Consumer inflation moderated in December to the lowest in more than a year, suggesting that the Federal Reserve is making headway in its battle to crush inflation by raising interest rates.
The Consumer Price Index (CPI) declined 0.1% in December from a month earlier, the first month of deflation since May 2020. On an annual basis, price growth decelerated to 6.5% from 7.1% in November, in line with consensus estimates and the lowest since October of 2021. While inflation has slowed significantly from a 40-year high of 9.1% in June, it remains more than triple the Fed’s target rate of 2%.
Core inflation, which strips away volatile food and energy prices, dropped to 5.7% from 6% in November, the slowest rate since December 2021.
Stocks fluctuated between early gains and losses before settling higher, while bond yields fell in response to the latest CPI print. Crude oil prices rallied, while the dollar fell against major peer currencies as the U.S. Dollar Index (DXY) hit a seven-month low.
- Annual inflation as tracked by the Consumer Price Index (CPI) decelerated to 6.5% in December, down from 7.1% in November; prices fell 0.1% from the previous month, in the first month of deflation since May of 2020
- The annual rate is the lowest since October of 2021, but remains well in excess of the Federal Reserve’s target of 2%
- Core inflation, which excludes volatile food and energy categories, decelerated to 5.7% from 6% in November, rising at the slowest pace since December of 2021
- Falling energy costs were the primary contributor to the slowdown in the rate of inflation; services inflation has outpaced goods inflation in recent months
- Progress in slowing the rate of inflation could prompt Federal Reserve policymakers to consider a less aggressive monetary policy stance in the upcoming weeks
Breakdown by Category
Falling energy prices were the primary contributor to the slight decline in the CPI last month. The energy index fell 4.5% in December, led by a 9.4% decline in gasoline prices and a 16.6% plunge in prices for fuel oil. On an annual basis, price gains decelerated to 7.1%, down from 13.1% in November. Gasoline prices are now 1.5% lower compared to the same period of 2021.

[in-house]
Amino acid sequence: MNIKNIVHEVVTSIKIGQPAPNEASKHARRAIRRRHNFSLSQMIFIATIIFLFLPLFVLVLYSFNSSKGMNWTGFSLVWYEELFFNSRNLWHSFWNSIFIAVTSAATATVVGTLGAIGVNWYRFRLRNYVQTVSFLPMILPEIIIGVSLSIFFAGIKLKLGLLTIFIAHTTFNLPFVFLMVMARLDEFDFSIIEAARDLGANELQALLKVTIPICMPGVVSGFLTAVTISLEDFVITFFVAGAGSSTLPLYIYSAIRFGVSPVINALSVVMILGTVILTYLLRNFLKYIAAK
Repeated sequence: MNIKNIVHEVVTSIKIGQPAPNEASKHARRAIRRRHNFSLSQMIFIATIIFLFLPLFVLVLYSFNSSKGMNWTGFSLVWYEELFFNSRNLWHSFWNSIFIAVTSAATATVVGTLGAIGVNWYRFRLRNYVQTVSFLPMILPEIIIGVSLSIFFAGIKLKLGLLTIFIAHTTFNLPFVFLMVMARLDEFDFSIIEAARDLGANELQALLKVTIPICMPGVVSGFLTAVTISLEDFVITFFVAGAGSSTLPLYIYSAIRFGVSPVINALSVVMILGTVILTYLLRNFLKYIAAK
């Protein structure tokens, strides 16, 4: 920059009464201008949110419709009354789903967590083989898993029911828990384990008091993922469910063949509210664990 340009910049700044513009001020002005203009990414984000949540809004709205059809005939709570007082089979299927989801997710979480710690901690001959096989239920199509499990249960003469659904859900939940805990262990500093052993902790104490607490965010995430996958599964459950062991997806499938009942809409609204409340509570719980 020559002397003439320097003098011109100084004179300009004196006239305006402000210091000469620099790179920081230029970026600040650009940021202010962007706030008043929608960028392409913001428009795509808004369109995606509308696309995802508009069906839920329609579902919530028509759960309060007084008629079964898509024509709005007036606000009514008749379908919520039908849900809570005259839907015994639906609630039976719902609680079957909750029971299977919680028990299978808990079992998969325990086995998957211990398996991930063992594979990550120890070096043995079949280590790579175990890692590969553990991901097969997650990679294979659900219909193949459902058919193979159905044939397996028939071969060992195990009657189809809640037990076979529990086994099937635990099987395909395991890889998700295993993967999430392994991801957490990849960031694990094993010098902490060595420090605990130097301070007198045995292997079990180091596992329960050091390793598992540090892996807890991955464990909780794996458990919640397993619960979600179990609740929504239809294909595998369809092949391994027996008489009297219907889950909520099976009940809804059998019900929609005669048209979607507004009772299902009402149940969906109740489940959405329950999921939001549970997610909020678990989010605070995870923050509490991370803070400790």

Food prices continued to moderate, rising just 0.3% compared to a 0.5% increase in November. They were up 10.4% year-over-year, down from 10.6% in November and a recent peak of 11.4% in August. Food at home prices—a category that includes groceries and other household staples—rose 11.8%. Prices for food away from home—a category that includes eateries, bars, and restaurants—rose 8.6%.
Prices for used cars and trucks—a primary driver of inflation earlier in the pandemic—fell for the sixth consecutive month and are now 8.8% lower on an annual basis. Prices for new vehicles also registered a decline, with annual gains moderating to 5.9%.
In recent months, services inflation has outpaced goods inflation, as consumers have shifted their buying preferences from goods to services. Costs of services were up 7% year-over-year in December, outpacing the overall CPI print by 0.5 percentage points. Within the category, transportation services recorded the biggest annual increase, rising 14.6%. Costs for shelter and medical care services gained 7.5% and 4.1%, respectively.
Implications for Fed Policy
Policymakers are likely to cap their next rate hike at 25 basis points, or a quarter of a percent, at a meeting of the Federal Open Market Committee (FOMC) scheduled for Jan. 31-Feb. 1. Fed funds futures now indicate a greater than 90% probability of a 25-bp hike, according to the CME Group’s FedWatch Tool. Fed officials anticipate three more rate hikes this year, each by 25 basis point increments, or a terminal fed funds rate between 5% and 5.25%.